Frank Page, current president of the Executive Committee, heard the chorus of Moore’s critics swell during the election. He is now planning discussions between Moore’s strongest supporters and detractors to work toward consensus.

“There’s got to be a humility on both sides to recognize that … we’ve not always talked to each other; we’ve talked about each other too much,” he said in an interview with CT. “There’s got to be intention that we are going to build a bridge, not burn the bridge.”

An ERLC spokesperson said Moore was unable to offer further comment this week beyond his “Christmastime thoughts.” As Southern Baptists took sides on social media, Moore tweeted Tuesday, “Appreciate all the kind words, y’all. If we’re going to hashtag, let’s #standwithSBC together. Our gospel mission is too important.”

Among Moore’s notable defenders: Al Mohler. The Southern Baptist Theological Seminary president has stood by Moore’s leadership of the ERLC, calling him “one of the most brilliant leaders” in this generation. Mohler shared Moore’s distaste for Trump during the campaign, suggesting evangelical support for the candidate would damage the church’s “moral credibility.”

The ERLC’s board chairman, Ken Barbic, defended Moore to Baptist Press as “a Gospel centered and faithful voice for Southern Baptists.” Barbic told the SBC news service:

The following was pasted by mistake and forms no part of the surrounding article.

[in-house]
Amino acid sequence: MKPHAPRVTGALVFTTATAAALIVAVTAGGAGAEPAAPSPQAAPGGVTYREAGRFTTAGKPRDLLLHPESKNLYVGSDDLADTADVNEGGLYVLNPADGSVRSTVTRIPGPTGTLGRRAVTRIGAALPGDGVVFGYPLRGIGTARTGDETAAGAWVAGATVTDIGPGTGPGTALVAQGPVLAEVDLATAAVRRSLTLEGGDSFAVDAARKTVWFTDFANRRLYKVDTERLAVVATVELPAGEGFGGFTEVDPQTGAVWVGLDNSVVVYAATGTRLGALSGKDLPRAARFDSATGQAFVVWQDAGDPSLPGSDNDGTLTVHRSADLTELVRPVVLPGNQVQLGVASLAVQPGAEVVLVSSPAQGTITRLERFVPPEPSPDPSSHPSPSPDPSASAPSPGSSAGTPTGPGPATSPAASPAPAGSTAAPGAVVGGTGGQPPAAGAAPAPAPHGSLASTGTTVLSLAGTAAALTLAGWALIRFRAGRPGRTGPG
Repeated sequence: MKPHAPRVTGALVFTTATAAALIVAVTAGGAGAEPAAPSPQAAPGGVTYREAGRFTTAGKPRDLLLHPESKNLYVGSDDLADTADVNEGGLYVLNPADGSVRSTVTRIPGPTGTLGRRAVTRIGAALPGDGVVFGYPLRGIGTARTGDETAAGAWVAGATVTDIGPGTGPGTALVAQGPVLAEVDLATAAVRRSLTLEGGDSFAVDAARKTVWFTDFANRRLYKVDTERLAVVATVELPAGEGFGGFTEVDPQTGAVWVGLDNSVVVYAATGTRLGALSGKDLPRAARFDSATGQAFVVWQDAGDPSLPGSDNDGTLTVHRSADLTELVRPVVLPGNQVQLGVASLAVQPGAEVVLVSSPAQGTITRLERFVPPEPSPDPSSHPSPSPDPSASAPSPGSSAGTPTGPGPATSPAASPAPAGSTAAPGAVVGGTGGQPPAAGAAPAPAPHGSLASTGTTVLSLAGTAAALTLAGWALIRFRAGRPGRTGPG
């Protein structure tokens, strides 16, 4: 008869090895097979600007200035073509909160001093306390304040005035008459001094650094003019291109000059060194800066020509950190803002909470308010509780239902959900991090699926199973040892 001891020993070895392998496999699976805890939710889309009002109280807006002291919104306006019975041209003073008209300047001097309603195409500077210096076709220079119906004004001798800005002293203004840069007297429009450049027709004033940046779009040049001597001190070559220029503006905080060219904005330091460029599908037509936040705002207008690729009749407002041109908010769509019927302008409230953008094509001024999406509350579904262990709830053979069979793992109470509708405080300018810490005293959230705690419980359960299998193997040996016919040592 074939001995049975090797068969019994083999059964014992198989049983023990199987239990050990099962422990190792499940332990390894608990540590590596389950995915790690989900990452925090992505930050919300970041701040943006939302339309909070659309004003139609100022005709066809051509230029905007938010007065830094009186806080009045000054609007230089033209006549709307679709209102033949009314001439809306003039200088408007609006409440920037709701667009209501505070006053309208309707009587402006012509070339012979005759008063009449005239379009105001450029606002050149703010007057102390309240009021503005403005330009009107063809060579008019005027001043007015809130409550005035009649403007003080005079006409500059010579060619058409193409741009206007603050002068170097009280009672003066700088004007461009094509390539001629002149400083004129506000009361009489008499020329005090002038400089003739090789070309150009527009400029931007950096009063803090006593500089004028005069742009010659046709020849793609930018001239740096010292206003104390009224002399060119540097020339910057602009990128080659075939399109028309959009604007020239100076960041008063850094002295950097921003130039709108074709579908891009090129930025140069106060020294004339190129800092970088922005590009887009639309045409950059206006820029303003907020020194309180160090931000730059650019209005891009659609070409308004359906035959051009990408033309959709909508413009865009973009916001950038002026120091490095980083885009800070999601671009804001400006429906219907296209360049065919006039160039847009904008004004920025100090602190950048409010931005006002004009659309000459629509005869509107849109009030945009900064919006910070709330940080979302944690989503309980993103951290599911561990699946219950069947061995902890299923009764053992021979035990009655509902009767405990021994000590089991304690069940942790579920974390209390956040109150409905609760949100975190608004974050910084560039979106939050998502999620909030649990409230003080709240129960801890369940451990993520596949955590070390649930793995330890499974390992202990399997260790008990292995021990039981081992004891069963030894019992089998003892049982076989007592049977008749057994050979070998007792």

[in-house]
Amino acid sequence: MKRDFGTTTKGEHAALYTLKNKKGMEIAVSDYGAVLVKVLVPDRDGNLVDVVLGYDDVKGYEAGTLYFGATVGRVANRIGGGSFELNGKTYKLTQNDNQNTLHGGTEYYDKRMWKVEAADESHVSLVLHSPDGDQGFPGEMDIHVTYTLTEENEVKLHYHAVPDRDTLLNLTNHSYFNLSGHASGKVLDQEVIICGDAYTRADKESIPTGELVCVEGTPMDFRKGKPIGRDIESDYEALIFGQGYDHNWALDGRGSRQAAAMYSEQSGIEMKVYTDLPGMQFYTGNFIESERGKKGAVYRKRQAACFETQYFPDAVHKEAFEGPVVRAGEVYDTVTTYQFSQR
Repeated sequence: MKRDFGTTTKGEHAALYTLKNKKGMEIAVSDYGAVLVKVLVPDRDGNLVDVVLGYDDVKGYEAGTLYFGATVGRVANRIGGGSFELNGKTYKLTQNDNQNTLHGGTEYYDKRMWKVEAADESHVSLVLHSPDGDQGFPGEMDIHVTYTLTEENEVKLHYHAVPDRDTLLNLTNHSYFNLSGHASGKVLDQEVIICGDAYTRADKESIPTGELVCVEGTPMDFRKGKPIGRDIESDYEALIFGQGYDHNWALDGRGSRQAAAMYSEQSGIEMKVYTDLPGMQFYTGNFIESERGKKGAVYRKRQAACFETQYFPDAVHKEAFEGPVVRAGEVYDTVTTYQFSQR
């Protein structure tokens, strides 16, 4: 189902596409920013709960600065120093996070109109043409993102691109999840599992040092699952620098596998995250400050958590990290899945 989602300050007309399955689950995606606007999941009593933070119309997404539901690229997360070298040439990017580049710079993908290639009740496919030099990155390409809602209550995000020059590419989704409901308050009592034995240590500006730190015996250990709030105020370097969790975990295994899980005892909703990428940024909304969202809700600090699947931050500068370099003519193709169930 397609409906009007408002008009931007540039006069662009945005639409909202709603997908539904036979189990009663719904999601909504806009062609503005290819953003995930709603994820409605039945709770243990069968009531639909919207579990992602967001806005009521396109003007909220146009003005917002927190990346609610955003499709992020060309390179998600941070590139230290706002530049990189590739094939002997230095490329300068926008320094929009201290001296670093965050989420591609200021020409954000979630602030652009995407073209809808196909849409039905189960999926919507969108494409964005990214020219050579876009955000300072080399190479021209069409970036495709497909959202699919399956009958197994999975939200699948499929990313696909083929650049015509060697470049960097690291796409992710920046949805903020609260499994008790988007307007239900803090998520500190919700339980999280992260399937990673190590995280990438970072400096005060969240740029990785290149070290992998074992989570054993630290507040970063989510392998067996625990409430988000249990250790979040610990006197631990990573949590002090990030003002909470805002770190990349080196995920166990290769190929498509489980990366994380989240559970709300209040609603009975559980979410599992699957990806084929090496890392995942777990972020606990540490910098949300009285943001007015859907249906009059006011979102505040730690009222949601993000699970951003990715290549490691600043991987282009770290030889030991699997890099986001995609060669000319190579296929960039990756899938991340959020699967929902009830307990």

He speaks with prophetic clarity to the pressing cultural and ethical issues of our time, with which every Christian must wrestle. I am particularly grateful for his courageous and convictional leadership, under which I've observed within our convention and beyond, significant newfound energy and excitement about the work of the ERLC the last several years. I have had the privilege of seeing up close the remarkable efforts he leads the ERLC to undertake here in Washington, across this country and abroad, all of which make me thankful for his leadership within the Southern Baptist Convention.

Baptist Press rounded up other Moore supporters and critics.

Moore’s election-year transformation into a lightning rod raises the question of to what extent the role of the ERLC is to advocate the denomination’s interests on Capitol Hill, and to what extent it also should guide the political convictions of Southern Baptists themselves. “Moore speaks for Baptists sometimes. But he also speaks to them,” wrote Jacob Lupfer, a Georgetown University Ph.D. student who blogs about faith and public policy.

The ERLC has always played both representative and prophetic roles for the denomination, according to Page. Previously called the Christian Life Commission, it was led by Richard Land—who maintained closer ties with the Religious Right—from 1988 up until his retirement in 2013.

“Certainly there’s a representative role in speaking what we believe is the word of the Lord into the public arena … but it’s also a prophetic role in speaking to Baptists about where we need to be,” said Page, who served on President Obama’s first council for faith-based and neighborhood partnerships and has met with Trump multiple times this year. Page acknowledged that such a position is especially hard because it requires addressing sensitive issues beyond missions and charity.